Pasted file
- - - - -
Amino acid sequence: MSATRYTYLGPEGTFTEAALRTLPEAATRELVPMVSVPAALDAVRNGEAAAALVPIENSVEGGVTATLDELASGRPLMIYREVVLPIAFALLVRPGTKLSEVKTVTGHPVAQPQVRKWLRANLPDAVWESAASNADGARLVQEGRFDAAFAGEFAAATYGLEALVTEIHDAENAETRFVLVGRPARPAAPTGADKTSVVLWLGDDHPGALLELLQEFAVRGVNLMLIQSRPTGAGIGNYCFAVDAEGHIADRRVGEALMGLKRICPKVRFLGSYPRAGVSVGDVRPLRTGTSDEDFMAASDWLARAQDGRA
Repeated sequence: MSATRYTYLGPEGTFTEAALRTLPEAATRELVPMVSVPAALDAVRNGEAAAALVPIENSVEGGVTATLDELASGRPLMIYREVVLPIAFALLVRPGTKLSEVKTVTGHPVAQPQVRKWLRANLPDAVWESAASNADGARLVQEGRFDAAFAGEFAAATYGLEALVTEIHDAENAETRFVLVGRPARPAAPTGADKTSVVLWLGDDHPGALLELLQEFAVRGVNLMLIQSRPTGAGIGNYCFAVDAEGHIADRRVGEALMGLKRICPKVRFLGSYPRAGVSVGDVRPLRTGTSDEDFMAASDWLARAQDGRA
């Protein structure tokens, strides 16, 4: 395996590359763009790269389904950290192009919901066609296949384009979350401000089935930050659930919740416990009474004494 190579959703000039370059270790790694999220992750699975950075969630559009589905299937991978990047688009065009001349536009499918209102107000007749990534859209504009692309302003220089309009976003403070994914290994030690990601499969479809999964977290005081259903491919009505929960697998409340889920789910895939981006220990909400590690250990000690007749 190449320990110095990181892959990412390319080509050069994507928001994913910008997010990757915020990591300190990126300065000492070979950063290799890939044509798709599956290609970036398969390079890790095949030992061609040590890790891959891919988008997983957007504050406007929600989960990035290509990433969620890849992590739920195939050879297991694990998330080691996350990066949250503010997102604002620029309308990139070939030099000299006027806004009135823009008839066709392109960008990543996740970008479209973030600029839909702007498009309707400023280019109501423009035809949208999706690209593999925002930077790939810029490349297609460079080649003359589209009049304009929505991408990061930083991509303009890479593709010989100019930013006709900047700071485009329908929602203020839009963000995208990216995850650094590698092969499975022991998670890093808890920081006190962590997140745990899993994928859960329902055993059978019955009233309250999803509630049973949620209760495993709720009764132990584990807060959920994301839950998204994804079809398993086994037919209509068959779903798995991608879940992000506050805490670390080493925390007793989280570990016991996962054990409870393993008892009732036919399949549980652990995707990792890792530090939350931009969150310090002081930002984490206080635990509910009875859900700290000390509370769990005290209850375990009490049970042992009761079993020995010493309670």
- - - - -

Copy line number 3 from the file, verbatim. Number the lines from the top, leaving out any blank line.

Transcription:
């Protein structure tokens, strides 16, 4: 395996590359763009790269389904950290192009919901066609296949384009979350401000089935930050659930919740416990009474004494 190579959703000039370059270790790694999220992750699975950075969630559009589905299937991978990047688009065009001349536009499918209102107000007749990534859209504009692309302003220089309009976003403070994914290994030690990601499969479809999964977290005081259903491919009505929960697998409340889920789910895939981006220990909400590690250990000690007749 190449320990110095990181892959990412390319080509050069994507928001994913910008997010990757915020990591300190990126300065000492070979950063290799890939044509798709599956290609970036398969390079890790095949030992061609040590890790891959891919988008997983957007504050406007929600989960990035290509990433969620890849992590739920195939050879297991694990998330080691996350990066949250503010997102604002620029309308990139070939030099000299006027806004009135823009008839066709392109960008990543996740970008479209973030600029839909702007498009309707400023280019109501423009035809949208999706690209593999925002930077790939810029490349297609460079080649003359589209009049304009929505991408990061930083991509303009890479593709010989100019930013006709900047700071485009329908929602203020839009963000995208990216995850650094590698092969499975022991998670890093808890920081006190962590997140745990899993994928859960329902055993059978019955009233309250999803509630049973949620209760495993709720009764132990584990807060959920994301839950998204994804079809398993086994037919209509068959779903798995991608879940992000506050805490670390080493925390007793989280570990016991996962054990409870393993008892009732036919399949549980652990995707990792890792530090939350931009969150310090002081930002984490206080635990509910009875859900700290000390509370769990005290209850375990009490049970042992009761079993020995010493309670």